Governments across North America are considering taking legislative action to stop charities from thanking donors so damn much.
Donors of all stripes have been asking lawmakers in Canada and the US to stop the deluge of thank you cards, thank emails, thank you phone calls and thank you face-to-face meetings. That has led several government agencies in both countries to think about mandatory limits on how much one donor can be thanked, acknowledged, recognized or otherwise shown gratitude.
“Some donors are being thanked dozens of times, maybe even hundreds. These calls, letters and emails come at all times of the day and night and no matter what the donor does they can’t stop these charities from expressing how grateful they are. That’s totally unacceptable. Only government legislation can put an end to this,” said Curly Dibble, a spokesperson for the US Department of Justice.
Across the border, the Canadian Department of Justice has found similar trends and is considering similar legislative action.
“The Government of Canada is very concerned about the predatory gratitude actions by some charities here and the US and will be moving shortly to introduce legislation to stop donors being thanked too often or in a way that’s embarrassing or in a manner that involves flowery messages from some chair of a board or something,” the Department said in a statement.
The moves come one week after the US-Canada Cross-Border Trade Agency (USCANCBTA) held hearings in Ottawa and Washington on the donor thanking crisis. Donors from both countries testified that charities had repeatedly and unashamedly thanked them time and time again without any remorse.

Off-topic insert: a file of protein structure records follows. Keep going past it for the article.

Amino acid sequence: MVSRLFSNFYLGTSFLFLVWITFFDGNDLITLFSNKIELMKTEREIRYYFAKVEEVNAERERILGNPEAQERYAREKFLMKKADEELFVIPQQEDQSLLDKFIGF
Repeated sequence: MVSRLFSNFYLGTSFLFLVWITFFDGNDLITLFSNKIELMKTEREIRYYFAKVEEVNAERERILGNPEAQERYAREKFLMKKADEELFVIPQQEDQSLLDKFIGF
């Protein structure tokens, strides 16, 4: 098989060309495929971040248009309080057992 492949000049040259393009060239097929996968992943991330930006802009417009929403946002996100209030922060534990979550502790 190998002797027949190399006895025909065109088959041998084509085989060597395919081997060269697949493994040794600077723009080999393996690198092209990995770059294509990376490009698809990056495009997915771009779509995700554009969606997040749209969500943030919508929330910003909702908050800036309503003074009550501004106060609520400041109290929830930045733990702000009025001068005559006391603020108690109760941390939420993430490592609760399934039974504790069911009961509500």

“I just gave $50.00 to the local animal shelter,” testified Mrs. Annie Swurmfurster of Plano, Texas. “I got an email thank you within a few minutes. A note from the Executive Director followed a few days later in the mail. Then I got a call from the chair of the board. A few days after that three staff members came to my door and told me how wonderful I was. Then, they took out an ad in the local paper praising my generosity.”
“It was a living nightmare,” she said.
“I told them I didn’t want any thanks for my $100.00 donation to help save the environment,” said donor Tony Verhagen of Windsor, Ontario. “But that didn’t stop them from sending me an email from some bleeding heart 16 year old thanking me for preserving the forests for future generations. I told them to bug off in an email back to them. But then the chairman of the charity emailed and thanked me for my comments. These guys have no morals, no shame. They just have to thank everybody.”
Currently US legislation is stalled in Congress. Democrats in the US Congress have vowed to cap the number of thank you’s any one donor can get at three, but Republicans are sticking to their plan for no thank you’s. The debate over legislation has also boiled over to the campaign trail where two Republican presidential hopefuls have introduced so-called “Zero-Zero-Zero” thank you caps that will force charities to accept donations in an arrogant fashion and never express any gratitude. Under one plan, all donors could expect would be a slight three inch nod of a charity worker’s head upon receiving a cash donation. Touring through the mid-west, President Obama said he would bring down his own cap in a few weeks which would effectively replace the words “Thank you” with a nonsense word like “Obamaforprez”. Republicans are calling the President’s plan “Obama Thanks” and are vowing to stop it.
In Canada, similar legislation is also bogged down over whether thank you caps come under federal or provincial jurisdiction. Prime Minister Stephen Harper’s majority Conservative government says it will base its new thank you restriction laws on Harper himself, who almost never says thank you, and if he does, has some MP do it for him.
National charities meantime are calling for a thank you summit in Denver next year called “The Big Hug”.